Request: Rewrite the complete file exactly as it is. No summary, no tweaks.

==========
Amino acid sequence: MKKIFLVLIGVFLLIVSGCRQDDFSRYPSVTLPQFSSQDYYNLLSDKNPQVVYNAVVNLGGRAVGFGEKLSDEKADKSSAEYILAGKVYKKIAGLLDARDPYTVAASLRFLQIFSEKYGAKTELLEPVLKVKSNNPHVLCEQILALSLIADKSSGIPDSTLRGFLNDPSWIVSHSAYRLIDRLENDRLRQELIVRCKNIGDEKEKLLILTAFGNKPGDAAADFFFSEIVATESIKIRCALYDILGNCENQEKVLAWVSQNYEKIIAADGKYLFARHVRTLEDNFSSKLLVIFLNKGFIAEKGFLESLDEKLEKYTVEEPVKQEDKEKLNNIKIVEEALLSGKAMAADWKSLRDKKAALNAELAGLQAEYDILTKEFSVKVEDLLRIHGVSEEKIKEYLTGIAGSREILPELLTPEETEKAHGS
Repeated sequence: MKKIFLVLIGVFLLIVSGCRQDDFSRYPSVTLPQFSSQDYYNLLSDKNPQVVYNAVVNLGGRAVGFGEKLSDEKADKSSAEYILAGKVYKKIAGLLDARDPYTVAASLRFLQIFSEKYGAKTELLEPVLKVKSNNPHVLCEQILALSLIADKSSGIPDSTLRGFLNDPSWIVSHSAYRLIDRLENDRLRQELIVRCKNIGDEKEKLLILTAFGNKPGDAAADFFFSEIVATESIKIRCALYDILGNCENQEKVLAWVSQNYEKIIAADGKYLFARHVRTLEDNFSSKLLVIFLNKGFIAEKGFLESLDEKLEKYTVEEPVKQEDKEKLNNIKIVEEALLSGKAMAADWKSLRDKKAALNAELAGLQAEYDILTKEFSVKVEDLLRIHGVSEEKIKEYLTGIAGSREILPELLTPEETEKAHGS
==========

Amino acid sequence: MKKIFLVLIGVFLLIVSGCRQDDFSRYPSVTLPQFSSQDYYNLLSDKNPQVVYNAVVNLGGRAVGFGEKLSDEKADKSSAEYILAGKVYKKIAGLLDARDPYTVAASLRFLQIFSEKYGAKTELLEPVLKVKSNNPHVLCEQILALSLIADKSSGIPDSTLRGFLNDPSWIVSHSAYRLIDRLENDRLRQELIVRCKNIGDEKEKLLILTAFGNKPGDAAADFFFSEIVATESIKIRCALYDILGNCENQEKVLAWVSQNYEKIIAADGKYLFARHVRTLEDNFSSKLLVIFLNKGFIAEKGFLESLDEKLEKYTVEEPVKQEDKEKLNNIKIVEEALLSGKAMAADWKSLRDKKAALNAELAGLQAEYDILTKEFSVKVEDLLRIHGVSEEKIKEYLTGIAGSREILPELLTPEETEKAHGS
Repeated sequence: MKKIFLVLIGVFLLIVSGCRQDDFSRYPSVTLPQFSSQDYYNLLSDKNPQVVYNAVVNLGGRAVGFGEKLSDEKADKSSAEYILAGKVYKKIAGLLDARDPYTVAASLRFLQIFSEKYGAKTELLEPVLKVKSNNPHVLCEQILALSLIADKSSGIPDSTLRGFLNDPSWIVSHSAYRLIDRLENDRLRQELIVRCKNIGDEKEKLLILTAFGNKPGDAAADFFFSEIVATESIKIRCALYDILGNCENQEKVLAWVSQNYEKIIAADGKYLFARHVRTLEDNFSSKLLVIFLNKGFIAEKGFLESLDEKLEKYTVEEPVKQEDKEKLNNIKIVEEALLSGKAMAADWKSLRDKKAALNAELAGLQAEYDILTKEFSVKVEDLLRIHGVSEEKIKEYLTGIAGSREILPELLTPEETEKAHGS